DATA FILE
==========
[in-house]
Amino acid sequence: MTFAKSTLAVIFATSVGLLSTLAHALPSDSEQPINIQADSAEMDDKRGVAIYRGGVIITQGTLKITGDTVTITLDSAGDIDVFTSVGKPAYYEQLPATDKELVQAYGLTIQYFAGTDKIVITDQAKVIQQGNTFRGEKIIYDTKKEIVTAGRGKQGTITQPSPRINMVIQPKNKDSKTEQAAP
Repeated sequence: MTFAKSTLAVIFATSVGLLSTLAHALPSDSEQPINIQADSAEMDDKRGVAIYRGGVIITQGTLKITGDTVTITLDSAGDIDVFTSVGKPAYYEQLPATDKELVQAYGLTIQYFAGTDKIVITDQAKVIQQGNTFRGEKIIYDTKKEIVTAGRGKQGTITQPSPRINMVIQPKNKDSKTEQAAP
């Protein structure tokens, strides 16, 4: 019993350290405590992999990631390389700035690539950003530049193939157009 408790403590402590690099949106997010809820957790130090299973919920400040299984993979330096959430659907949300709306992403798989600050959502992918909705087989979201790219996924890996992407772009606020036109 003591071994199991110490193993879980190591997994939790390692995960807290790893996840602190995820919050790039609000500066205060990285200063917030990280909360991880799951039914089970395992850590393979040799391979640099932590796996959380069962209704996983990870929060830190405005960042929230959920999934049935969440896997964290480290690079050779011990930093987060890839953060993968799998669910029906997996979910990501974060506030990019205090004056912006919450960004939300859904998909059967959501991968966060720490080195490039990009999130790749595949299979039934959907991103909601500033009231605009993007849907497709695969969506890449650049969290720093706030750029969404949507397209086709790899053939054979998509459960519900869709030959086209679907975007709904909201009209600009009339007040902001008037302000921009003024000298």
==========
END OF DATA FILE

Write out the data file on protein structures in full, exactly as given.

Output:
[in-house]
Amino acid sequence: MTFAKSTLAVIFATSVGLLSTLAHALPSDSEQPINIQADSAEMDDKRGVAIYRGGVIITQGTLKITGDTVTITLDSAGDIDVFTSVGKPAYYEQLPATDKELVQAYGLTIQYFAGTDKIVITDQAKVIQQGNTFRGEKIIYDTKKEIVTAGRGKQGTITQPSPRINMVIQPKNKDSKTEQAAP
Repeated sequence: MTFAKSTLAVIFATSVGLLSTLAHALPSDSEQPINIQADSAEMDDKRGVAIYRGGVIITQGTLKITGDTVTITLDSAGDIDVFTSVGKPAYYEQLPATDKELVQAYGLTIQYFAGTDKIVITDQAKVIQQGNTFRGEKIIYDTKKEIVTAGRGKQGTITQPSPRINMVIQPKNKDSKTEQAAP
């Protein structure tokens, strides 16, 4: 019993350290405590992999990631390389700035690539950003530049193939157009 408790403590402590690099949106997010809820957790130090299973919920400040299984993979330096959430659907949300709306992403798989600050959502992918909705087989979201790219996924890996992407772009606020036109 003591071994199991110490193993879980190591997994939790390692995960807290790893996840602190995820919050790039609000500066205060990285200063917030990280909360991880799951039914089970395992850590393979040799391979640099932590796996959380069962209704996983990870929060830190405005960042929230959920999934049935969440896997964290480290690079050779011990930093987060890839953060993968799998669910029906997996979910990501974060506030990019205090004056912006919450960004939300859904998909059967959501991968966060720490080195490039990009999130790749595949299979039934959907991103909601500033009231605009993007849907497709695969969506890449650049969290720093706030750029969404949507397209086709790899053939054979998509459960519900869709030959086209679907975007709904909201009209600009009339007040902001008037302000921009003024000298």